Key government minister drops support for egalitarian prayer section at Western Wall

Jewish Agency Chair Natan Sharansky and Israeli government minister Tzachi Hanegbi speak to members of the Jewish Agency Board of Governors at the egalitarian section of the Western Wall, Oct. 30, 2017. (David Shechter/Courtesy of the Jewish Agency for Israel).

Jewish Agency Chair Natan Sharansky and Israeli government minister Tzachi Hanegbi speak to members of the Jewish Agency Board of Governors at the egalitarian section of the Western Wall, Oct. 30, 2017. (David Shechter/Courtesy of the Jewish Agency for Israel)

JERUSALEM (JTA) – The Israeli government minister whose approval is needed to advance the plan for the Western Wall’s egalitarian section has dropped her support for the proposal.

Miri Regev, the culture and sport minister, announced in a Facebook post late Wednesday that she would not approve the plan in her position as chair of the Knesset Committee for Holy Places. The chair’s permission is necessary to advance the plan.

On Thursday, in an interview with Army Radio, Regev said that Prime Minister Benjamin Netanyahu would replace her as committee chair. The other committee members are Justice Minister Ayelet Shaked and Religious Services Minister David Azoulay.

Regev wrote in her Facebook post, “In the past months I have been torn. My conscience would not let me rest. I could not approve the Western Wall plan in a manner that would upset the status quo. The Reform Movement’s demand to turn the Wall into a place where men and women pray together is unacceptable to me or to Jewish tradition.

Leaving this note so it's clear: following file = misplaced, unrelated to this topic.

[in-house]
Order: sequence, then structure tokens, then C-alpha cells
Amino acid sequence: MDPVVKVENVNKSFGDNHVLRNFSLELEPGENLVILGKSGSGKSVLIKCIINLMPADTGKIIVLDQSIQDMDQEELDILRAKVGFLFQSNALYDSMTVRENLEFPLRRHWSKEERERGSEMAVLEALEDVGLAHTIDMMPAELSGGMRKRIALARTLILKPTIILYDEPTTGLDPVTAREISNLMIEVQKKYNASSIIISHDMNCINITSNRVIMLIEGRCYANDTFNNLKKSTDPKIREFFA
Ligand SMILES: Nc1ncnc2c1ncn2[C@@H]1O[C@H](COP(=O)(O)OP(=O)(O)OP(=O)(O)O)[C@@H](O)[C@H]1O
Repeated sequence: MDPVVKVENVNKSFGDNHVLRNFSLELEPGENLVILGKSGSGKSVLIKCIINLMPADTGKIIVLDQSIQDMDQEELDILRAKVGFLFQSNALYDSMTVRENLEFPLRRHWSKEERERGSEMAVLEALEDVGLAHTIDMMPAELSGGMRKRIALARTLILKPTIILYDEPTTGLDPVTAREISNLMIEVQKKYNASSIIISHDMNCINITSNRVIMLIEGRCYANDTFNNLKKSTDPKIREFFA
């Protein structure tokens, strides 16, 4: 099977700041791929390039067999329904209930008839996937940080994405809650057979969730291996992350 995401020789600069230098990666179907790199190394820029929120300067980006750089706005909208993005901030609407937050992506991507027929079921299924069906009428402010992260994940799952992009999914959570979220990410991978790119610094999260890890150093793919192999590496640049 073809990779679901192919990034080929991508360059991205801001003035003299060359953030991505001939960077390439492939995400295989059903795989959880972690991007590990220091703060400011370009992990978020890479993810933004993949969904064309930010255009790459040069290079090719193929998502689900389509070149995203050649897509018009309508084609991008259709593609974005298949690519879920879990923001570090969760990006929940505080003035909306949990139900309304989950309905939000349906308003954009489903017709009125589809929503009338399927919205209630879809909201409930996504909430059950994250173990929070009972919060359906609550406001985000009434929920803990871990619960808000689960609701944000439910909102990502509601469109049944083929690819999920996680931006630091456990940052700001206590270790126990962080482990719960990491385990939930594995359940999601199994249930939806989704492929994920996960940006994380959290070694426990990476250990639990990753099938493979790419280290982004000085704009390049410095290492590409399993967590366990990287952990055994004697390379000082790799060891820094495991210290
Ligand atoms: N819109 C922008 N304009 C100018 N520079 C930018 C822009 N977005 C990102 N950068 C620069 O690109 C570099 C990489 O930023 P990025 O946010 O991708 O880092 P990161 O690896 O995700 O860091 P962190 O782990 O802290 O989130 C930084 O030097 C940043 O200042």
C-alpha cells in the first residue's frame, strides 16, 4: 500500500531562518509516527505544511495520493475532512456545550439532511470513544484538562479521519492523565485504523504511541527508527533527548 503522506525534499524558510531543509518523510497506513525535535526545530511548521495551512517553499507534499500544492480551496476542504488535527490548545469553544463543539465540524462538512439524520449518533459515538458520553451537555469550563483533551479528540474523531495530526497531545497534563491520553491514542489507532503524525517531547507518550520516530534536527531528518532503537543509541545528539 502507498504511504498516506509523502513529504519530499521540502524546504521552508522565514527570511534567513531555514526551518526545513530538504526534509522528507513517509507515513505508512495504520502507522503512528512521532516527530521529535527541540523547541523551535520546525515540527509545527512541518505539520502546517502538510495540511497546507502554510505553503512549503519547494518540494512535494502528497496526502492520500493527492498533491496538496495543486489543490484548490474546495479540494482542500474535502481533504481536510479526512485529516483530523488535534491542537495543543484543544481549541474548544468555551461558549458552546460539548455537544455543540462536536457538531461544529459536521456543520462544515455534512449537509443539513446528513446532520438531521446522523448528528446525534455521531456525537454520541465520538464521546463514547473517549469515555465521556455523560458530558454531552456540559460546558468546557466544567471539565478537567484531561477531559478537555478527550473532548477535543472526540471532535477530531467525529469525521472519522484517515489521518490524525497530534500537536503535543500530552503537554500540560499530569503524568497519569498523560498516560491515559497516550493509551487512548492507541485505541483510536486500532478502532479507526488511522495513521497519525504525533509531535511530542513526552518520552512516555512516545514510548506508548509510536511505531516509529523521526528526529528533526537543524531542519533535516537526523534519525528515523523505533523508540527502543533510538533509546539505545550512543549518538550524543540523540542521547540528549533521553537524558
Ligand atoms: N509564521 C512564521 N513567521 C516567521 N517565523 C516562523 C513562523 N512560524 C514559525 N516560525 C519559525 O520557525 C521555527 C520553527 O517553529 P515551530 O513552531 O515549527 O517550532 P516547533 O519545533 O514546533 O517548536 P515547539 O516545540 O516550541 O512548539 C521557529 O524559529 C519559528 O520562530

“I have decided to be faithful to my conscience and therefore I informed the prime minister that I do not intend to approve the Western Wall plan as chair of the Committee for the Holy Places.

Plans to renovate the site, with a budget of more than $7 million, have continued, despite the suspension of a comprehensive plan approved in 2016. Regev had voted to approve the comprehensive plan.

Natan Sharansky, the outgoing chair of the Executive of The Jewish Agency for Israel and a key architect of the plan, criticized Regev for her change of heart.

“Minister Regev’s conscience is her own matter, but her public about-face regarding the need to set established prayer practices at the site is most regrettable,” he said in a statement. “I hope the Prime Minister brings about the completion of the expanded prayer area known as Ezrat Yisrael, as he has repeatedly promised the Jewish people in Israel and abroad that he would.”

Lesley Sachs, director of the Women of the Wall, in an open letter to Regev said that the Women of the Wall are harassed by Western Wall officials every month when they hold their morning service for the new month in the women’s section of the Western Wall.

“While state-sanctioned hate – in the form of organized harassment and violence against Women of the Wall, as well as the indifference shown by those appointed to protect our freedoms – is tolerated, even encouraged, words of prayer ‘degrade’ the holy site, in your view,” Sachs wrote. “So offensive is a woman wrapped in a tallit that the sight has induced in you a crisis of ‘conscience.’

“I am disappointed and frustrated by your willingness to trample on women to achieve your political ambitions. I am horrified at the extent of your pandering to a loud minority of Ultra-Orthodox bullies, while ignoring your commitments to the whole of your People, and in particular, to Jewish women.”

In June 2017, the Cabinet suspended the deal as a result of negotiations between the Reform and Conservative movements, the Women of the Wall, the Jewish Agency for Israel and the Israeli government. The suspension came after the government’s haredi Orthodox coalition partners pressured Netanyahu to scrap the agreement, including threatening to bring down the government.

The plan would have included a common entrance to the Western Wall plaza for all three sections and a public board to oversee the egalitarian prayer space and would include representatives of the non-Orthodox movements and Women of the Wall.

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